Title: Folic acid supplementation for patients at risk of dementia

 

Key words: folic acid, nutritional factors, chronic degenerative diseases, dementia, polymorphisms, ApoE4, methylenehydrofolate reductase, strokes, cardiovascular disease, CVD, genetic factors, MTHFR, homocysteine, vitamins, vitamin, B6, B12, B2, cognitive decline, geriatric patients, plasma folate, folate intake, genomics, B vitamins, supplementation, dietary folate, colorectal cancer, affective disorders, folate supplementation, spinal cord degeneration,  

 

Date: Oct 2006

 

Category: Micronutrients, Specific conditions

 

Nutrimed Module:

 

Type: Article

 

Author: Morgan, G

Folic acid supplementation for patients at risk of dementia

Genetic polymorphisms and their interactions with nutritional factors are increasingly being recognised as significant causes of chronic degenerative disease. In the case of dementia, two relatively common polymorphisms, the ApoE4 and the methylenetetrahydrofolate reductase (MTHFR) polymorphisms, have been associated with both cardiovascular disease and dementia (Regland 1999, Nishiyama 2000, Bottiglieri 2001). With dementia affecting 6-8% of the population over the age of 65 (Nourhashemi 2000), and one quarter of dementia cases being secondary to strokes and related cardiovascular disease (Morris 2003), it is increasingly important to identify at risk groups in the hope that modulation of genetic factors by nutritional interventions will help to reduce the growing incidence of dementia.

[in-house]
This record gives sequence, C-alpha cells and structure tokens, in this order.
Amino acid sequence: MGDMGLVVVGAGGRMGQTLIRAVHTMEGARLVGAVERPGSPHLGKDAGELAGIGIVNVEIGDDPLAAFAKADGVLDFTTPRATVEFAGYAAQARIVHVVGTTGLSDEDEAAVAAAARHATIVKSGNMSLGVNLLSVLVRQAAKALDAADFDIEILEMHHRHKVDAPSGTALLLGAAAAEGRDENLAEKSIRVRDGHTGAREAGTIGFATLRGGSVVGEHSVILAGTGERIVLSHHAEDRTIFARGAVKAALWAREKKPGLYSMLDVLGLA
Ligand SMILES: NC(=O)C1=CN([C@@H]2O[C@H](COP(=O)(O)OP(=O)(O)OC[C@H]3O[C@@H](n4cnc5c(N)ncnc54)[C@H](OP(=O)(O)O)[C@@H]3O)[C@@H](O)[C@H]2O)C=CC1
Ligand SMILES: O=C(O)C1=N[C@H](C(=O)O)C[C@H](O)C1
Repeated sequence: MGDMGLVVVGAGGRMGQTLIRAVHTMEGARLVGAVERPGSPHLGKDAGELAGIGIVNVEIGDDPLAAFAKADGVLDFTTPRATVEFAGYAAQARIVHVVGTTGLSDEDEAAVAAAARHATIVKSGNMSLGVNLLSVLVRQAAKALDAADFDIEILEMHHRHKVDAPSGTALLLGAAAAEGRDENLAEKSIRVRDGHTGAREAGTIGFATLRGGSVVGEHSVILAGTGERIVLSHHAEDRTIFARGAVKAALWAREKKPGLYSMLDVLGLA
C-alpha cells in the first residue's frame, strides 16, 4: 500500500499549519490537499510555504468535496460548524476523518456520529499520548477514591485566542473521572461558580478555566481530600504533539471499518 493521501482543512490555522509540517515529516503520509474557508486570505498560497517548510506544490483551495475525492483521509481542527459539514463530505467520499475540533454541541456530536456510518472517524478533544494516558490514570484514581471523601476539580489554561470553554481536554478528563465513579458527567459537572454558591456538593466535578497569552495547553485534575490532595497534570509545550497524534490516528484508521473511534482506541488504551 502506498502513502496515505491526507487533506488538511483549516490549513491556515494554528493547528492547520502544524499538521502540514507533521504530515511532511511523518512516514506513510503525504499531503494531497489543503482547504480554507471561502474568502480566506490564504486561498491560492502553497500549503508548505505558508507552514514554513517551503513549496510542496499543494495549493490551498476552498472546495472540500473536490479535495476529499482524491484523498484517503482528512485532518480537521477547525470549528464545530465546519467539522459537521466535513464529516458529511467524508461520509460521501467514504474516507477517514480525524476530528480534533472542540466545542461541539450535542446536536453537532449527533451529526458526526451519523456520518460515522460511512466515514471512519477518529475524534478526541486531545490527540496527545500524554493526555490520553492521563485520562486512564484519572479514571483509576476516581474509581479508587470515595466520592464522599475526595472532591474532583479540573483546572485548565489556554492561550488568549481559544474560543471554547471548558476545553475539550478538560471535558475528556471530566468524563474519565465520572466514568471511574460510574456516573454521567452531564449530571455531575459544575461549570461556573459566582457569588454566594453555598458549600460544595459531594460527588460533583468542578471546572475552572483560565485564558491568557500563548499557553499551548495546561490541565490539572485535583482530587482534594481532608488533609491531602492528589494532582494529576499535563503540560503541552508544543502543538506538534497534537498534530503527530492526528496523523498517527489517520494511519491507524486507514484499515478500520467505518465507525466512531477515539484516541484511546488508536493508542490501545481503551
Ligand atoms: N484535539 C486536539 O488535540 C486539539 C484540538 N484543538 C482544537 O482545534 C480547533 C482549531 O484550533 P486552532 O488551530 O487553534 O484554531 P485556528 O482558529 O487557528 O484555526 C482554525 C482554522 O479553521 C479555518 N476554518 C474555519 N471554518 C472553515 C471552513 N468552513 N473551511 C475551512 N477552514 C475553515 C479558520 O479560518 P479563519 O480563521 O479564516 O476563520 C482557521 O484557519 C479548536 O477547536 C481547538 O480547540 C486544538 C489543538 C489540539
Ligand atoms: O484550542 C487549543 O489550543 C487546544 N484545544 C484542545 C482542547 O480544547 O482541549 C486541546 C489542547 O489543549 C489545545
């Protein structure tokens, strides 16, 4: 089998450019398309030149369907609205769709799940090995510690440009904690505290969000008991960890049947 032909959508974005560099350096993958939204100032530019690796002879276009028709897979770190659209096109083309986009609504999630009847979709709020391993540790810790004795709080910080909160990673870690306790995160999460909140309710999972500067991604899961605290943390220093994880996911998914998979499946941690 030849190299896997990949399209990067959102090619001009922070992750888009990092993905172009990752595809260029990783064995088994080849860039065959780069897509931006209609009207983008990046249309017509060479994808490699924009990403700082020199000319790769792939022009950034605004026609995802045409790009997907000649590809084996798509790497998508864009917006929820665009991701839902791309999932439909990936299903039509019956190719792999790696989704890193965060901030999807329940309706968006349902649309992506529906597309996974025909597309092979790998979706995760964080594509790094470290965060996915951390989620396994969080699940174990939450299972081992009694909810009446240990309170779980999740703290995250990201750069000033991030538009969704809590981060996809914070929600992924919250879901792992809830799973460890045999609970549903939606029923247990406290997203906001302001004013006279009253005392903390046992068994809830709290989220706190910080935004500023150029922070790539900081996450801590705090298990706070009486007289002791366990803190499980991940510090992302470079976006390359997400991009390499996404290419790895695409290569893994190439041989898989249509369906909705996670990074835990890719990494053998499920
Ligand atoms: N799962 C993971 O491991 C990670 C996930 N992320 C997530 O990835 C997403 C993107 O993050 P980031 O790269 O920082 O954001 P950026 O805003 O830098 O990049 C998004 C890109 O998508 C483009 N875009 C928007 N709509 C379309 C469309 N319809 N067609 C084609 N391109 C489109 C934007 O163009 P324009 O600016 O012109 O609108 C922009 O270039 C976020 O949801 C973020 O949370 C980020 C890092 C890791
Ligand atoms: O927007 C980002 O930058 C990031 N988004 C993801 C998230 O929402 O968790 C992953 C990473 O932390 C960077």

The MTHFR polymorphism is present in around 30% 0f the population. The homozygous form, present in 10-12% of the population, is associated with raised homocysteine levels (Verhoef 1997), shown to be an independent risk factor for vascular dementia and Alzheimer’s disease (AD) (McCaddon 2001, Seshadri 2002, McIlroy 2002). Homocysteine levels are modulated by the vitamin co-enzymes B12, B6 and folic acid and, significantly, by vitamin B2 levels in MTHFR homozygotes (McNulty 2002). Folate intake and plasma levels are the major determinants of homocysteine levels (Homocysteine Lowering Trialist’s Collaboration 1998), with raised homocysteine and depressed folate levels appearing to act synergistically in determining the severity of dementia (Clarke 1998, Morris 2001,Shea 2002, Religa 2003).

 

Both raised homocysteine (Bottiglieri 2001, Seshadri 2002) and depressed folate levels (Ebly 1998, Wang 2001, Maxwell 2002) have been shown to be independently linked to cognitive decline, stroke, and MRI changes of brain atrophy, particularly of the temporal lobes (Snowdon 2000, Toshifumi 2001, Vermeer 2002, Morris 2003). Homocysteine is toxic to neurones (Kruman 2000) and vascular epithelia (Hankey 1999), levels of 14mmol/l being associated with a doubling of the incidence of AD (Seshadri 2002). Studies have shown that daily supplementation of up to 5mgs folic acid leads to an up to 25% reduction in plasma homocysteine levels (Homocysteine Lowering Trialist’s Collaboration 1998).